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View Full Version : Our Highest Resolution Views Yet of Pluto’s Surface



Fraser
2015-Dec-06, 06:11 PM
The New Horizons spacecraft has been slowly sending back all the images and data it gathered during its July flyby of the Pluto system. The latest batch of images to arrive here on Earth contains some of the highest resolution views yet that it captured of Pluto’s surface, taken during the spacecraft’s closest approach. The […]

More... (http://www.universetoday.com/123751/our-highest-resolution-views-yet-of-plutos-surface/)

Jetlack
2015-Dec-06, 06:59 PM
Stunning photo. The landscape looks very dynamic.

efanton
2015-Dec-06, 07:18 PM
Some amazing photo's.
With some trees or vegetation you would be forgiven for thinking they are from earth's Arctic wilderness



It always baffled me why they have not set up a proper communications network for our solar system. The average downlink rate is between 1-4 kilobits per second for these images from Pluto

Surely the building of dozens of dedicated cube sats for data transmission (much like routers that make up our world wide web) would not be that expensive and if kept small could piggyback existing missions sent out across our solar system before either being dropped of at a LaGrange point or large orbits of moons and planets.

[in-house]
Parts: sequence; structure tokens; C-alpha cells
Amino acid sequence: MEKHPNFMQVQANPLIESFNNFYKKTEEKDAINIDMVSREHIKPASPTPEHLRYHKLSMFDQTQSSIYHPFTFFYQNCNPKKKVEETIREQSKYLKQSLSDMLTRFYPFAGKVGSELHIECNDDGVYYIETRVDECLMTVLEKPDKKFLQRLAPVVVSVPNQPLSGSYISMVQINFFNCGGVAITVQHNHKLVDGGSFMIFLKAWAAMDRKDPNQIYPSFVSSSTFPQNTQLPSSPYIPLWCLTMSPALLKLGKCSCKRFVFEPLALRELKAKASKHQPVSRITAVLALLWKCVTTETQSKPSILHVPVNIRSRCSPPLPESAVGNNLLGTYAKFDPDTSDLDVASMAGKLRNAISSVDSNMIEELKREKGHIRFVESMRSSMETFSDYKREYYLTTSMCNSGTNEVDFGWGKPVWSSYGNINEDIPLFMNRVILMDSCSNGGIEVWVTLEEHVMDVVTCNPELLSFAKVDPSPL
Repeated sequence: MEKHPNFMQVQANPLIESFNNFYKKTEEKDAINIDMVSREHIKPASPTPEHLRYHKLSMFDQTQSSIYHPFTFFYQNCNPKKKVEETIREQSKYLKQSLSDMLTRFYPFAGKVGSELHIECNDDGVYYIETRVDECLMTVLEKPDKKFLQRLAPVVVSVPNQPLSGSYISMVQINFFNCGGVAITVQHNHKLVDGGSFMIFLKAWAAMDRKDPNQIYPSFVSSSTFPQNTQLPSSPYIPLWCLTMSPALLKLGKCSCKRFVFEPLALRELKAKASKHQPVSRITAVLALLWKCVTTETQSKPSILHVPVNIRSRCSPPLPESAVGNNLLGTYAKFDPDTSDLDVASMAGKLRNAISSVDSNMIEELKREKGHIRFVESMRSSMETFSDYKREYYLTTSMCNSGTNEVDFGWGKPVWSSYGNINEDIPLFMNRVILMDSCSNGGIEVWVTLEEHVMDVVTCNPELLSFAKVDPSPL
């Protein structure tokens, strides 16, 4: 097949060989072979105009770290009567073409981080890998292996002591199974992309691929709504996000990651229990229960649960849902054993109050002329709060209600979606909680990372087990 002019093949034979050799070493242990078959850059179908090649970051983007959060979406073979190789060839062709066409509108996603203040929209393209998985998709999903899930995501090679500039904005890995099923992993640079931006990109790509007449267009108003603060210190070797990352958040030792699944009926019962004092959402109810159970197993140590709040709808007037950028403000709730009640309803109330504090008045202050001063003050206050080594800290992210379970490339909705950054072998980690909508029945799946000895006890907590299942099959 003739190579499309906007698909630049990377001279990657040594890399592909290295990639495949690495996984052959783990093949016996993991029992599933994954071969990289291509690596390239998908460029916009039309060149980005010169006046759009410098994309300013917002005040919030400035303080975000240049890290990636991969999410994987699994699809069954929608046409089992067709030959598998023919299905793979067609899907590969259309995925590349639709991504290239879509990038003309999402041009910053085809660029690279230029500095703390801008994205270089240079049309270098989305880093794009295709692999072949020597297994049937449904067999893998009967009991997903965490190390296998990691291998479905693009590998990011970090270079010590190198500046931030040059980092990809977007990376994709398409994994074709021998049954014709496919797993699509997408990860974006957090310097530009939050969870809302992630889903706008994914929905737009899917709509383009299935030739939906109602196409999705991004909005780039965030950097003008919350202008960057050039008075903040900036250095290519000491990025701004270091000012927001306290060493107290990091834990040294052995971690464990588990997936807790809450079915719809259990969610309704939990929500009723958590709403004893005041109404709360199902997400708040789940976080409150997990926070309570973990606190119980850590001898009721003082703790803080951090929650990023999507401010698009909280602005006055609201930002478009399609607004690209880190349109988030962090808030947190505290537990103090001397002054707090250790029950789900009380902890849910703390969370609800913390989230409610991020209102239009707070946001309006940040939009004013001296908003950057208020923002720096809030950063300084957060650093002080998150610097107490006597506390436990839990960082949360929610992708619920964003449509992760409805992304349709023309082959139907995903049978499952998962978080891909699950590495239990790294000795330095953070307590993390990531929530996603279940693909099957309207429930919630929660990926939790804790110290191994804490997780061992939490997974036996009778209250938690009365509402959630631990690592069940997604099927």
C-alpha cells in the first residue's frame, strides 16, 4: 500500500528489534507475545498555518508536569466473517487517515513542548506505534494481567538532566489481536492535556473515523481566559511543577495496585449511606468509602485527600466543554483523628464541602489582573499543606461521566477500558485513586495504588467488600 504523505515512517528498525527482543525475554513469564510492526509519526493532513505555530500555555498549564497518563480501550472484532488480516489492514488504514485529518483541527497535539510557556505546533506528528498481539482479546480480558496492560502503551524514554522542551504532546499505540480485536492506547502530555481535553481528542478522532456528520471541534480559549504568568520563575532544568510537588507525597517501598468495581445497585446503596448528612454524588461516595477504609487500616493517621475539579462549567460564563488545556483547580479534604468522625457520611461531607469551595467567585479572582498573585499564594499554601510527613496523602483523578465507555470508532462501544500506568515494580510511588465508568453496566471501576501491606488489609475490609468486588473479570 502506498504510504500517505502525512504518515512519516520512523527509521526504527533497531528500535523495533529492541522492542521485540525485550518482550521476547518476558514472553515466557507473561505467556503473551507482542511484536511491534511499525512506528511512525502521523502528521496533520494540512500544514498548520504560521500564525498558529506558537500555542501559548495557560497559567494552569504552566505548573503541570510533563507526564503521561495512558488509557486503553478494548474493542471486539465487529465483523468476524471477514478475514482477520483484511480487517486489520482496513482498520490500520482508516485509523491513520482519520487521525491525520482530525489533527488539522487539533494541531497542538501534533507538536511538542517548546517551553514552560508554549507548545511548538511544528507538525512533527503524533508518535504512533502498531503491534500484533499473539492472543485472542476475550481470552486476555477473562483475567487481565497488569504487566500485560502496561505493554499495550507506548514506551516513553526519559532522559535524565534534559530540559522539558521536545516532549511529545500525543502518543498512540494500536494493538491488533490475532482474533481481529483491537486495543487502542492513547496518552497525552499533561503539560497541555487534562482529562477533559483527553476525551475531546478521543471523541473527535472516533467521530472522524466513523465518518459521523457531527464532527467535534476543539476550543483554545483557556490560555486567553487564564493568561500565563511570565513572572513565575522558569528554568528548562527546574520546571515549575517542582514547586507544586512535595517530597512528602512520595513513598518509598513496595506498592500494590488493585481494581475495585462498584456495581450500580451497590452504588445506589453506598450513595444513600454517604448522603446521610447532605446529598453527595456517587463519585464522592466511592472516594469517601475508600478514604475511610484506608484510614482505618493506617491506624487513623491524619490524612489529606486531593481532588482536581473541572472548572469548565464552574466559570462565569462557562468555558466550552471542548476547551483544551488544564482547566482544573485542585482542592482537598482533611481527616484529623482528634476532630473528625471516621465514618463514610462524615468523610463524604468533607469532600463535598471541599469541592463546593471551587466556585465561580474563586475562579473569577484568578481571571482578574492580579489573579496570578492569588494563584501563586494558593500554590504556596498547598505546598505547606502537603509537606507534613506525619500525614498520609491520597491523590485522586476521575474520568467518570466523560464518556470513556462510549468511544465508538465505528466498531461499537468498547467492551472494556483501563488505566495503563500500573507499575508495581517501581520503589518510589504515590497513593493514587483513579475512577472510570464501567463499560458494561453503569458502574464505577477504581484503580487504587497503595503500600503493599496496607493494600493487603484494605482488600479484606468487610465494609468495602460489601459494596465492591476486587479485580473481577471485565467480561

After all most of the time they would not be transmitting or receiving data, so a solar panel, or nuclear power source and good battery storage could mean that they remain charging for months and then almost drain their battery for short periods of time when mission data requires transmission. The more that were launched the smaller these satellites could be.

Hornblower
2015-Dec-07, 02:51 AM
Some amazing photo's.
With some trees or vegetation you would be forgiven for thinking they are from earth's Arctic wilderness



It always baffled me why they have not set up a proper communications network for our solar system. The average downlink rate is between 1-4 kilobits per second for these images from Pluto

Surely the building of dozens of dedicated cube sats for data transmission (much like routers that make up our world wide web) would not be that expensive and if kept small could piggyback existing missions sent out across our solar system before either being dropped of at a LaGrange point or large orbits of moons and planets.
After all most of the time they would not be transmitting or receiving data, so a solar panel, or nuclear power source and good battery storage could mean that they remain charging for months and then almost drain their battery for short periods of time when mission data requires transmission. The more that were launched the smaller these satellites could be.New Horizons is transmitting with all the power it can muster with the power supply and electronics that the launch vehicle was capable of lifting, and receiving the signal at a range of some 3 billion miles requires large dish antennas on the ground. I cannot imagine how a device small enough to have been piggybacked on something like Galileo or Cassini could even detect such a feeble signal, let alone serve as a relay or repeater. Can you give us any technical details on how you would do it, provided your device could hitch a ride on the next interplanetary mission?